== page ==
If the next performance level measured is 65%, you might conclude that performance has improved, which it has over the baseline. But in fact, it has degraded from the true starting point of 70%. Your next decisions could lead you in the wrong direction.
Averages are easy to manipulate. The simplest way to manipulate averages is to change the base period or exclude the “outliers,” which are those data points that seem to be abnormally high or low when compared with the majority. One of our clients once told us that the key to understanding what drives performance is not to exclude outliers but to study them.
By looking at the best and worst months over the last year, he learned what most impacted his results. Another outlier study we learned about (from the automotive industry) is a concept called BOB WOW, which stands for best-of-the-best and worst-of-the-worst. This one we find effective for looking at variances in individual performance. Studying the outliers gives insight into what helps or hinders success.
In one retail project we did for a shoe manufacturer we observed the company’s most and least successful salespeople. We found the simple act of getting people to try on shoes had a marked impact on their likelihood to purchase. The sales reps couldn’t specifically articulate it, but their greeting, questions, and even movement were designed to get you to invest time and energy in putting on shoes. Over time they intuitively knew that one action led to better odds of making a sale.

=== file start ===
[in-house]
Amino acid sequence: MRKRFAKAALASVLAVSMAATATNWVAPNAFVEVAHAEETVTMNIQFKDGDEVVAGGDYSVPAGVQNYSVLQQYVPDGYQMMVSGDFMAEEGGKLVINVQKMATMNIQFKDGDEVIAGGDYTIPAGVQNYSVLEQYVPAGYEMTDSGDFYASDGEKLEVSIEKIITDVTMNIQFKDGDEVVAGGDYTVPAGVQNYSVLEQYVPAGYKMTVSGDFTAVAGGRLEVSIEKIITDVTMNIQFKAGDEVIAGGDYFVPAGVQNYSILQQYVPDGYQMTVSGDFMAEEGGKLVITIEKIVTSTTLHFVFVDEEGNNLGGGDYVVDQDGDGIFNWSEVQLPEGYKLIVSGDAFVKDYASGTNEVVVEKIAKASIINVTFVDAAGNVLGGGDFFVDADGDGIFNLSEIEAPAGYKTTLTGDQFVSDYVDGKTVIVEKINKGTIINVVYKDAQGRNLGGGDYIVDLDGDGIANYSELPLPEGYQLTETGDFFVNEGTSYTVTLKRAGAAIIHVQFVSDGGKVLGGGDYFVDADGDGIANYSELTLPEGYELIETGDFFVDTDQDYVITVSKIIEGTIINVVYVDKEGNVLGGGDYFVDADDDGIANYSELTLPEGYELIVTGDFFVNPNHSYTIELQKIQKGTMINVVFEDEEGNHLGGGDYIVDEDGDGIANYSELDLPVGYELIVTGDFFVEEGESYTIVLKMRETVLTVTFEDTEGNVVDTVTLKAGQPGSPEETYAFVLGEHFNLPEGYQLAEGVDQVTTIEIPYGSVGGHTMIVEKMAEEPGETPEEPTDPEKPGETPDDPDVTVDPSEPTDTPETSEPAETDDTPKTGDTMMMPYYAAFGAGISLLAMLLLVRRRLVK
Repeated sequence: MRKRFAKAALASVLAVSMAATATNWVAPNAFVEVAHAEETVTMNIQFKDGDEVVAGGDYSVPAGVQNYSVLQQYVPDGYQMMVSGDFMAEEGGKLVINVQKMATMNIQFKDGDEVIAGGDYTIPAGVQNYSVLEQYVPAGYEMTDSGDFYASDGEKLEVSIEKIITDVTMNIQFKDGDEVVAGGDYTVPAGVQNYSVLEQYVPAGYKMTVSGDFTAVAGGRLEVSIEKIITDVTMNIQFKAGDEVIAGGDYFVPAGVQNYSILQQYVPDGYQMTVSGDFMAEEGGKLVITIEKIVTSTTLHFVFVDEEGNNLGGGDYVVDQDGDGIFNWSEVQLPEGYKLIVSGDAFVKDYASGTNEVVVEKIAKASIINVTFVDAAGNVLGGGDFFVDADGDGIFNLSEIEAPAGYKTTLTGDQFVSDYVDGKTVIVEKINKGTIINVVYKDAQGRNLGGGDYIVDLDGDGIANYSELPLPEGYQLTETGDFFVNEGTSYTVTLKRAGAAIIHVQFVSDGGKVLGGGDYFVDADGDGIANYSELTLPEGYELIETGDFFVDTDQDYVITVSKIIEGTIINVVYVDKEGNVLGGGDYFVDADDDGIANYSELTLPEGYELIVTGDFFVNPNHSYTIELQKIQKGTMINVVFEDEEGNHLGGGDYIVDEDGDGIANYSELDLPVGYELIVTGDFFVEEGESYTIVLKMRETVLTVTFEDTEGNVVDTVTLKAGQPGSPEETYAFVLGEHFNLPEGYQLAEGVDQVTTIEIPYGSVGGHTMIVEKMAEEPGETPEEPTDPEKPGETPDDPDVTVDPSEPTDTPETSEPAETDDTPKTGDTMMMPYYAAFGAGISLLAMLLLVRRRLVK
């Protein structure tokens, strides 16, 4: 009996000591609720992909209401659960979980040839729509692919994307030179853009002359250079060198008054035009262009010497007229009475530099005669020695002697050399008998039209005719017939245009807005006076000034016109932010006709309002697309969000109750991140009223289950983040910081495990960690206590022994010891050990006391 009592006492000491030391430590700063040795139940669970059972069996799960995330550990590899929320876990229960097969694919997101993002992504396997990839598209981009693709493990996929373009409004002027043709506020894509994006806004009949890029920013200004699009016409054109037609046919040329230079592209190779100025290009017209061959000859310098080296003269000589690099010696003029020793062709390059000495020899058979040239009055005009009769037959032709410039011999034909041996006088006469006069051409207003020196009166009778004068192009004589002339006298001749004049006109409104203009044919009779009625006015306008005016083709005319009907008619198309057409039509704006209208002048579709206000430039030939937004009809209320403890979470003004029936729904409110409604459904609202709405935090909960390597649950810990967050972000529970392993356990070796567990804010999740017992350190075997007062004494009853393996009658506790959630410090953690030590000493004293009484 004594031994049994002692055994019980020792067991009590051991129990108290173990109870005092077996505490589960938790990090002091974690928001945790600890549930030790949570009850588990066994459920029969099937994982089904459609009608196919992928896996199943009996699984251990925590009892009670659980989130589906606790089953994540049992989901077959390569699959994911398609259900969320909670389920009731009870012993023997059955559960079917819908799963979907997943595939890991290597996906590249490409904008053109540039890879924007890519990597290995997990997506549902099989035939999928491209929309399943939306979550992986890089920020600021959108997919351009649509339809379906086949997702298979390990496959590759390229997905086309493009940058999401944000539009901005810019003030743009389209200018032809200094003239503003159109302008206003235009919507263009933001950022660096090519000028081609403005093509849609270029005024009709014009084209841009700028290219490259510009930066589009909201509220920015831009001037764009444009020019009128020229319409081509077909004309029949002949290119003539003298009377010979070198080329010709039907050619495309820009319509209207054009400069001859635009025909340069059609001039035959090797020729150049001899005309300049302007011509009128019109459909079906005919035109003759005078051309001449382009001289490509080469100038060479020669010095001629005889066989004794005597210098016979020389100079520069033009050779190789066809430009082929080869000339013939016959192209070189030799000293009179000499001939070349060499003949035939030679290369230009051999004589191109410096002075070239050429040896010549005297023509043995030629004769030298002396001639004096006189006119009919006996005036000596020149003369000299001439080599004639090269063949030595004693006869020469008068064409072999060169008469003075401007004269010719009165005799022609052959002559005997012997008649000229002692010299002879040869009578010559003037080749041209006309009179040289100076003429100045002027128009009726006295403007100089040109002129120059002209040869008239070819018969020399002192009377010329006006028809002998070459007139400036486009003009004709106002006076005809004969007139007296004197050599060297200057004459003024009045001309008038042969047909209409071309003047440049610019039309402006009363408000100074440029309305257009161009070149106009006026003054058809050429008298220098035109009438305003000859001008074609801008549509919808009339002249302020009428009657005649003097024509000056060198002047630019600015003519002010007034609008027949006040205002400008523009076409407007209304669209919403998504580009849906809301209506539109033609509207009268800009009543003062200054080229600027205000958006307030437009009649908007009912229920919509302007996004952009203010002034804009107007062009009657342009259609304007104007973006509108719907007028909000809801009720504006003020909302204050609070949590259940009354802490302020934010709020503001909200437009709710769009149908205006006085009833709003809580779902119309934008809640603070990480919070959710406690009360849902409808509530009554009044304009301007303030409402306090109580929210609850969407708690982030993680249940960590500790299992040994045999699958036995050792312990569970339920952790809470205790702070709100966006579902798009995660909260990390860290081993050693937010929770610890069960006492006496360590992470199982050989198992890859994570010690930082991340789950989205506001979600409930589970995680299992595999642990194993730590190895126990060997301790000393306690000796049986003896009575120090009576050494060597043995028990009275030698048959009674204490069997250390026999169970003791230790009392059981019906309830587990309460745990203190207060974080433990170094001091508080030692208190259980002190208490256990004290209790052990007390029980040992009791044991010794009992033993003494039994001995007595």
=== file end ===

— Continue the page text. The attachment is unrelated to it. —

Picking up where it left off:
Consider the case of the statistician who drowns while fording a river that he calculates is, on average, three feet deep. If he were alive to tell the tale, he would expound on the “flaw of averages,” which states, simply, that plans based on assumptions about average conditions usually go wrong. This basic but almost always unseen flaw shows up everywhere in business, distorting accounts, undermining forecasts, and dooming apparently well-considered projects to disappointing results.
Let’s say that a company I’ll call HealthCeuticals sells a perishable antibiotic. Although demand for the drug varies, for years the average monthly demand has been 5,000 units, so that’s the quantity the company currently stocks. One day, the boss appears. “Give me a forecast of demand for next year,” he says to his product manager. “I need it to estimate inventory cost for the budget.” The product manager responds, “Demand varies from month to month. Here, let me give you a distribution.” But the boss doesn’t want a “distribution.” “Give me a number!” he insists. “Well,” the manager says meekly, “the average demand is 5,000 units a month. So, if you need a single number, go with 5,000.”